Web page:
Emersons, Ltd., filed a bankruptcy petition in Hyattsville late yesterday, but the company emphasized that its 36 restaurants - including 10 in metropolitan Washington - will remain open for normal business.
Negotiations on a new credit agreement with banks, leasing firms and institutional lenders broke down, and the Rockville company initiated court proceedings on a voluntary basis under Chapter XI of the Bankruptcy Act.
In a petition filed with U.S. District Court Judge Glenn J. Goldburn, the federal referee for bankruptcy proceedings at Hyattsville, Emersons asked that the current management be allowed to continue operation of the firm while a plan of financial reorganization is developed with creditors.
According to court documents the assets and liabilities of Emersons are about equal at $16 million, with stockholders' equity listed as a negative of $7,696.
Liabilities detailed yesterday include $9.4 million of current payment due on longer-term debts plus another $2 million of long-term obligations, an allowance for closing unprofitable restaurants of $653,737; accrued expenses of $855,045; accounts payable of $2.8 million; and estimated legal, auditing and other costs of $270,575.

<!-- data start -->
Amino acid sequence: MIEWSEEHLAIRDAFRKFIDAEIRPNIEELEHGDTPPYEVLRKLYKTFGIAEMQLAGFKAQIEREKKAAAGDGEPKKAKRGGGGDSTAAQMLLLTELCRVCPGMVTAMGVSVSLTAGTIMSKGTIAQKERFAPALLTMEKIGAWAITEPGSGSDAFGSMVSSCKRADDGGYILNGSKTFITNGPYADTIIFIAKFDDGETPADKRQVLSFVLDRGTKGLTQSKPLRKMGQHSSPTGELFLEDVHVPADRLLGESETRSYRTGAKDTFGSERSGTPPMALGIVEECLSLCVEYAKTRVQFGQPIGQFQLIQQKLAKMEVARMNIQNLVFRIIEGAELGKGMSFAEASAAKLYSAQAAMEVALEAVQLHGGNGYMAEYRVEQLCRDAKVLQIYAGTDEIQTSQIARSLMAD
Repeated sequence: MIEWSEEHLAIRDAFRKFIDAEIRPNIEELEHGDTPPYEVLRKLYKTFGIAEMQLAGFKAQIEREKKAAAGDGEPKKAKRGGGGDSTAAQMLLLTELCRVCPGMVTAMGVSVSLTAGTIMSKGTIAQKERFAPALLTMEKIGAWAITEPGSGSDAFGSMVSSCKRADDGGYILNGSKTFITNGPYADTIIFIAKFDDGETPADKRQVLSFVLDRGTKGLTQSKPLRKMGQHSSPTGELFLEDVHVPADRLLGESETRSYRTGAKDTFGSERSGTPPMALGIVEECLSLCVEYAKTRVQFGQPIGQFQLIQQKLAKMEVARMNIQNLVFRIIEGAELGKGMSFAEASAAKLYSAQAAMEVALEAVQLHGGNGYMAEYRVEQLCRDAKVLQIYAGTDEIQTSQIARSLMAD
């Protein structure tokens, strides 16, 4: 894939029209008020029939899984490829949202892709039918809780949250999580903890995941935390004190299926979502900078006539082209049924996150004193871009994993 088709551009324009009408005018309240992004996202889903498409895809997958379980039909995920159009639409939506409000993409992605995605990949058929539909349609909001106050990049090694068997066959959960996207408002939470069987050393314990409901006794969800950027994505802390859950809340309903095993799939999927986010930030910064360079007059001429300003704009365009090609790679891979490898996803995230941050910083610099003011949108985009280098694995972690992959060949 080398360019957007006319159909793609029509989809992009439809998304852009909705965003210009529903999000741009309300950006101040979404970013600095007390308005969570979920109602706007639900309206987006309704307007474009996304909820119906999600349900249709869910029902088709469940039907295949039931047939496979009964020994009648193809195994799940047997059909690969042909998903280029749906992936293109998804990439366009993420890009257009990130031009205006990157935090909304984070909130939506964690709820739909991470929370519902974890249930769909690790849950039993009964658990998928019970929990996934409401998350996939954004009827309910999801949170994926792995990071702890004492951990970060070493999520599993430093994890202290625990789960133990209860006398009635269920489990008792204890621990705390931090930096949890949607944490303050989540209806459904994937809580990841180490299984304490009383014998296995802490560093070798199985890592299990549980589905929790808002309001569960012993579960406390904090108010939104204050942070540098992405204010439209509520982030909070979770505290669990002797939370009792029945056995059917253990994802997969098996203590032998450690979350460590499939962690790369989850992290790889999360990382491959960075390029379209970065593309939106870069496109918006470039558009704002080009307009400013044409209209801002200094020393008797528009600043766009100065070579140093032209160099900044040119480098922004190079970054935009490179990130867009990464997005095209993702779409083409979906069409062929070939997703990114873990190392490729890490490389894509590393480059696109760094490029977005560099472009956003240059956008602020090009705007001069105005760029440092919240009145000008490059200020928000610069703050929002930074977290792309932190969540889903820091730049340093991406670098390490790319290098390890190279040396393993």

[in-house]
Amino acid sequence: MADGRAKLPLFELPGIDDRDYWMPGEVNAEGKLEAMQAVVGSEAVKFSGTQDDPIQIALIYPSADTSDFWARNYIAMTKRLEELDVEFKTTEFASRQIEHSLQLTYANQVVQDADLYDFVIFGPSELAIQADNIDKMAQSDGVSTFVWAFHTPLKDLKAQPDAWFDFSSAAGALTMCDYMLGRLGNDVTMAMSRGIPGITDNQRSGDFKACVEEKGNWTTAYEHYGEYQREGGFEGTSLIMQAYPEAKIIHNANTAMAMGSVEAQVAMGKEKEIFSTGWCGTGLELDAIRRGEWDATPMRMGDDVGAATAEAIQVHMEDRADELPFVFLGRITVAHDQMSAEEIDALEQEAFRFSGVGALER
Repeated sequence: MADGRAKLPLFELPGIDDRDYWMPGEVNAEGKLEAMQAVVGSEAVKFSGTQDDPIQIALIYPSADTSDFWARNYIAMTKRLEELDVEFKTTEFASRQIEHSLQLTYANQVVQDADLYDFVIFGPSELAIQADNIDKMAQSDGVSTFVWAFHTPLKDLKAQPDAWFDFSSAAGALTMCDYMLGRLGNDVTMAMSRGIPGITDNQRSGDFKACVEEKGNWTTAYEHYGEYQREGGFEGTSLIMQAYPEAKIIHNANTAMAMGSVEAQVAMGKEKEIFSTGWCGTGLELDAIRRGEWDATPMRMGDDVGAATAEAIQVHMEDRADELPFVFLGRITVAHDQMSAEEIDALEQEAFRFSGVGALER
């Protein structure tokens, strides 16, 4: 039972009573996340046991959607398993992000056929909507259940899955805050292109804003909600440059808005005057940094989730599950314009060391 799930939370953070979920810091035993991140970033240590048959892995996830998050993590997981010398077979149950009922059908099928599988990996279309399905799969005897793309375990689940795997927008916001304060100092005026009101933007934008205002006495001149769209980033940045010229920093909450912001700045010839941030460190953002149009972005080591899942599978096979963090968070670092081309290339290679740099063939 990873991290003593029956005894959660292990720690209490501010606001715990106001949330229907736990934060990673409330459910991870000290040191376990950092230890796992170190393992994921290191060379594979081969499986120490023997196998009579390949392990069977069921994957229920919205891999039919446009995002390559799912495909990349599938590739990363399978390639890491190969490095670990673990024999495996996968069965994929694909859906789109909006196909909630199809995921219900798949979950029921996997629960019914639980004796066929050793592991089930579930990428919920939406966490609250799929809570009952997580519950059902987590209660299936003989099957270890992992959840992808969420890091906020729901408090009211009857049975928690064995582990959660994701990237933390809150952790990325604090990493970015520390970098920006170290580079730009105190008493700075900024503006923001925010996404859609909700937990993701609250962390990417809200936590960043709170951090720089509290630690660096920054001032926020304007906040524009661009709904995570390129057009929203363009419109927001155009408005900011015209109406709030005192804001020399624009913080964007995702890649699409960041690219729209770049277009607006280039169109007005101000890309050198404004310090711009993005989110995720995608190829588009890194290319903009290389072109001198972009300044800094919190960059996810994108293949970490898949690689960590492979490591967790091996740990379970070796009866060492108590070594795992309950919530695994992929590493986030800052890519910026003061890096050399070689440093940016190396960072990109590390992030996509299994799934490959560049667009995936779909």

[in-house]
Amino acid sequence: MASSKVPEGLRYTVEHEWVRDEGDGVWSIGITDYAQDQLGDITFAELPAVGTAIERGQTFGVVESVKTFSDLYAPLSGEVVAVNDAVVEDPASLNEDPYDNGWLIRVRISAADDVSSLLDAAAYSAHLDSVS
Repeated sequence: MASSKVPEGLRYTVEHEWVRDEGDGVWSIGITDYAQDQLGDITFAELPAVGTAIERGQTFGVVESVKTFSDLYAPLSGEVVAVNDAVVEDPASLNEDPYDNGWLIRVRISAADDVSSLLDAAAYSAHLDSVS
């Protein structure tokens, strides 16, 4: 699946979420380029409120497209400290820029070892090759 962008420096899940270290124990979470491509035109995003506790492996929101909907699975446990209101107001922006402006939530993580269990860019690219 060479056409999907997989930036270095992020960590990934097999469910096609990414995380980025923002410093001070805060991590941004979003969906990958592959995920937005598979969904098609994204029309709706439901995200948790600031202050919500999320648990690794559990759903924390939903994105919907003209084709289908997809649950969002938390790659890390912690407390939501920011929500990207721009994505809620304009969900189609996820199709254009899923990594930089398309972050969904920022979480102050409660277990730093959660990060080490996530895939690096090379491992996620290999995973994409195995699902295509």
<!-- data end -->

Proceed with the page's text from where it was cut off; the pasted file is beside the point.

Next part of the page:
Assets of the firm include $204,166 of accounts receivable; $956,805 in refundable taxes, an inventory of $1.4 million; prepaid expenses of $179,974; equipment improvements valued at nearly $4 million; leashold improvements value at $7.6 million; capitalized leases for equipment and leaseholds value at $3.2 million and other assets of $1.4 million - less depreciation of $2.9 million.
The largest creditor of Emerson is Fidelity Bank of Philadelphia, which is owed $4 million, according to the restaurant firm's lawyer, Allex Kerxton.
Subject to certain conditions and approval of Judge Goldburn, Fidelity has said it will lend additional funds to the current management of Emersons as "debtor-in-possession" while a plan to rehabilitate the firm is developed.
Emersons was founded here late in 1969, when an initial restaurant was opened. The firm featured a limited steak menu with unlimited salads, wine and beer. By last year, the company had explained to 42 restaurants in the Northeast states but the Securities and Exchange Commission alleged that former officers inflated reports on company operations and took kickbacks in exchange for use of specific beers and wines.
Officilas involved in the alleged fraud were removed and a California restaurant executive, Bill Jackson, was brought in last fall as president. He had closed several unprofitable units, including one in Southwest Washington that was sold recently and another in Toledo, Ohio, that was shut down.
Jackson could not be contacted last night but in a prepared statement earlier this week, he said Emersons plans to continue a program of improving good quality and service during a financial reorganization. He expressed optimism that creditors would agree to a plan for paying off debts.
The current cirsis was caused by an absence of available cash and reduced bausiness during the abnormally cold weather, he stated.